Annihilation by Jeff VanderMeer - The first book in the Southern Reach series. Area X has been cut off from the rest of the world for decades. Nature has reclaimed the last vestiges of human civilization. The first expedition returned with reports of a pristine, Edenic landscape; the second expedition ended in mass suicide, the third in a hail of gunfire as its members turned on one another. The members of the eleventh expedition returned as shadows of their former selves, and within weeks, all had died of cancer. In this novel, we join the twelfth expedition. The group is made up of four women: an anthropologist; a surveyor; a psychologist, the de facto leader; and a biologist. Their mission is to map the terrain, record all observations of their surroundings and of one another and, above all, avoid being contaminated by Area X itself. They arrive expecting the unexpected, and Area X delivers - but it’s the surprises that came across the border with them and the secrets the expedition members are keeping from one another that change everything. This novel is the first book of the series, as mentioned, and it is very difficult to give away the secrets revealed within so I'm not even going to try. Narrated by the Biologist, the tale reveals secrets about her and the other expedition members, and none of the characters are given names (for reasons that actually make sense in the book), lending them an almost surreal feel at times. Area X turns out to be even weirder than one could expect, with unexpected reveals happening as well, and the tale of the Biologist is pretty sad. There is a tower, or is there a tunnel? The expedition members disagree about what to call it, due to their perceptions of it. There is a lighthouse and signs of the previous expeditions are etched in the red splatter on the walls and the bullet holes in various barricades. The Biologist finds evidence that the information they had been told was not just lies, but epic untruths. What else can I say? It's a really good read. Highly recommended!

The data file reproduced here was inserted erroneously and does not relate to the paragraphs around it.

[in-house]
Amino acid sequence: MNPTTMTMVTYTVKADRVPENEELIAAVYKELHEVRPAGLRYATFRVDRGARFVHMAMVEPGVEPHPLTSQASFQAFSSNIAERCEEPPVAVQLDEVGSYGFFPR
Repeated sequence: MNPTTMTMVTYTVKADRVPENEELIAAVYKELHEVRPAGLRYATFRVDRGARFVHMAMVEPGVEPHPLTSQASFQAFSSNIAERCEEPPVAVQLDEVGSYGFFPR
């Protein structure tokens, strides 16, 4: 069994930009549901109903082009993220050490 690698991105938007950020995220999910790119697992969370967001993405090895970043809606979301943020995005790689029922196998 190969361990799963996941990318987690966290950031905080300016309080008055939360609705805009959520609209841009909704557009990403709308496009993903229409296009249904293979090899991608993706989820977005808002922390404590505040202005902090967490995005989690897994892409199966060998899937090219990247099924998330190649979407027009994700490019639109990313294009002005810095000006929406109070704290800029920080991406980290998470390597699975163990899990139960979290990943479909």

I also rather enjoyed S.P.Q.R. X: A Point of Law by John Maddox Roberts, but then again I've been loving his Roman series since I started reading them back when. Just don't have anything really creative to say about the book, compared to the three that I've commented on here. Oh, and of course I'm still enjoying the return to innocence and the nostalgic feelings that re-reading the Legion of Super-Heroes has given me as well.


Overall, I managed to read 6 novels, 1 RPGs and RPG product, 1 magazine, 10 comics, and 0 graphic novels in February. This brings the year total in 2019 to a set of numbers that look like this: 10 books, 3 RPGs and RPG products, 3 magazines, 55 comics, and 0 graphic novels.

Anyway, thoughts and comments are always welcome. :)
Tags: book hut, books, month total, reading, reading hut, review